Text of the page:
The January publication of MSDN Magazine carried an article titled "Enhance your apps with Integrated ASP.Net Pipleline". While the subject of the article is not something that I would normally be super excited about, I decidede to spend at least 10 minutes perusing the article while commuting to work this morning (Been riding the train past couple of weeks). I recently installed Vista on my Notebook, and was keen to start looking into the features of IIS 7.0, which ships with microsoft's latest desktop operating system. As it turned out, the article touched on a subject that might be useful down the road as we take a leap into the world of PHP programming at work.
Its long been common knowledge that PHP could run under IIS, but not in a way that would make it feasible to run production apps...in other words, if you configure your PHP apps in IIS 6.0/5.0, the result would be a web site that runs very slow, if nothing else, due mainly to the lack of thread safety in PHP apps. Alternately, the app could be configured to run under IIS using CGI, but CGI is a resource hog (one process per request) and results in an app that scale poorly in IIS.
The latest version of IIS(7.0) now allows for the targeting of none .Net Framework apps. Through its "FasstCGI" component, core ASP.Net features can now be used declaratively in Apps written to target other Frameworks.
For example, IIS 7 allows PHP, Ruby, Perl etc to utilize the ASP.Net Integrated mode engine to take advantage of features like ASP.Net membership and forms authentication, login controls etc. The new ASP.Net Integrated Pipeline feature of IIS 7.0 also allows us the ability to leverage our .net skills in applying cool features such as URL-rewriting, Output caching to these none asp.net apps by writing modules that can be plugged directly into the request processing pipeline via IIS. If you are unfortunate enough to be still running a couple of classic ASP pages within your .net Framework application, you will be releieved to know that IIS7.0 now makes it possible for these classic ASP pages to utilize functionality that per previously unavailable under IIS 5.x/ 6.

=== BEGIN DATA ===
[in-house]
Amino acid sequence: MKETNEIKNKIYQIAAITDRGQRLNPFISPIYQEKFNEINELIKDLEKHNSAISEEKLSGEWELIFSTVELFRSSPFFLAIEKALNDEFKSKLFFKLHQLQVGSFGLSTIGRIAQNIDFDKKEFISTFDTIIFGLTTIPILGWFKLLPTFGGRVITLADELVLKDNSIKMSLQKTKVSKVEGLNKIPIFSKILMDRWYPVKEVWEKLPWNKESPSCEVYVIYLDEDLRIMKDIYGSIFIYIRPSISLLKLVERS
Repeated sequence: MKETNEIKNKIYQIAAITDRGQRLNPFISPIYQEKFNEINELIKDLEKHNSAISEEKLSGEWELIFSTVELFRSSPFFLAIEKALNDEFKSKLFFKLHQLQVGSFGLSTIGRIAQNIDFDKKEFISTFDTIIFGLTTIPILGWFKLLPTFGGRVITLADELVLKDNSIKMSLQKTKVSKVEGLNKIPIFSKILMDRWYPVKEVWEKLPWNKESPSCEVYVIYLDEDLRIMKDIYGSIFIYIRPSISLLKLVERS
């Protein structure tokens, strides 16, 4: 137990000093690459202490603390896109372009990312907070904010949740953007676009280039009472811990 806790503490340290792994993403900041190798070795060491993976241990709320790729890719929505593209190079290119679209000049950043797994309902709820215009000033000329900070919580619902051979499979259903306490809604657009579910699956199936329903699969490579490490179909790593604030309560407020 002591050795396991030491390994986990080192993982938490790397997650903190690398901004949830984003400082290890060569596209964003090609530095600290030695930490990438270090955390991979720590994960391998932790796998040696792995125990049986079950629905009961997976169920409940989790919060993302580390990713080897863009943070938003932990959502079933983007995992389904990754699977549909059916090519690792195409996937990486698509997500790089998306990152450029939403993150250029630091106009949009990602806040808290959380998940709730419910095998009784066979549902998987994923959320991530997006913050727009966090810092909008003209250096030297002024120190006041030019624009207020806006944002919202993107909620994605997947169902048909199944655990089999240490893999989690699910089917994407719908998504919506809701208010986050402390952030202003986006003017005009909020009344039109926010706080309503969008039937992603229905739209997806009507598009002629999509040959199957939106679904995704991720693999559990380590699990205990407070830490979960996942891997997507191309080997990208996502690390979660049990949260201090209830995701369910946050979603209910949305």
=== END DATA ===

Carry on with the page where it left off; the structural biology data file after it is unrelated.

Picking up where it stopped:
If you are developing under Windows Vista, you already have acccess to IIS 7.0. On the Server end, IIS 7.0 will be realeased with windows Server 2008 in Late February. The FastCGI component will be avaialable with this release of windows Server 2008, under Vista, its available via Service pack 1.
ASP.NET Web.Config files provide a configuration system we can use to keep our applications flexible at runtime. In this article we will examine a simple technique for using the configuration system for the best results.
The < appSettings > element of a web.config file is a place to store connection strings, server names, file paths, and other miscellaneous settings needed by an application to perform work. The items inside appSettings are items that need to be configurable depending upon the environment, for instance, any database connection strings that will change as our applications are moved from a testing/staging server into a production environment.
Developers often find themselves having to take extra care not to overwrite web.config file as they move code from one environment to the next, typically from develeopment, to staging/testing, and finally to production. Let's take a look at a little known feature of the appSettings element that can give us even more flexibility (see source code in url below).
The appSettings element may contain a file attribute that points to an external file.If the external file is present, ASP.NET will combine the appSettings values from web.config with those in the external file. If a key/value pair is present in both files, ASP.NET will use the value from the external file.
This feature is useful when you keep user-specific or environment-specific settings in the external file. Let web.config contain those settings that are global to all the installed instances of your application, while each user or installed site contains their own settings in an external file. This approach makes it easier to move around global web.config changes and keep web.config checked into source control, while each developer can get their own settings separate.
One caveat to this approach is that the ASP.NET runtime does not detect when the external file changes. You’ll need to make changes to web.config itself for ASP.NET to launch a new version of the application with all changes in effect.
In the attached code snippet (see link below), lines 2 through 8 shows a typical implemention of a web.config file that points to an external configuration file. Lines 13 through 15 shows what the external file might look like.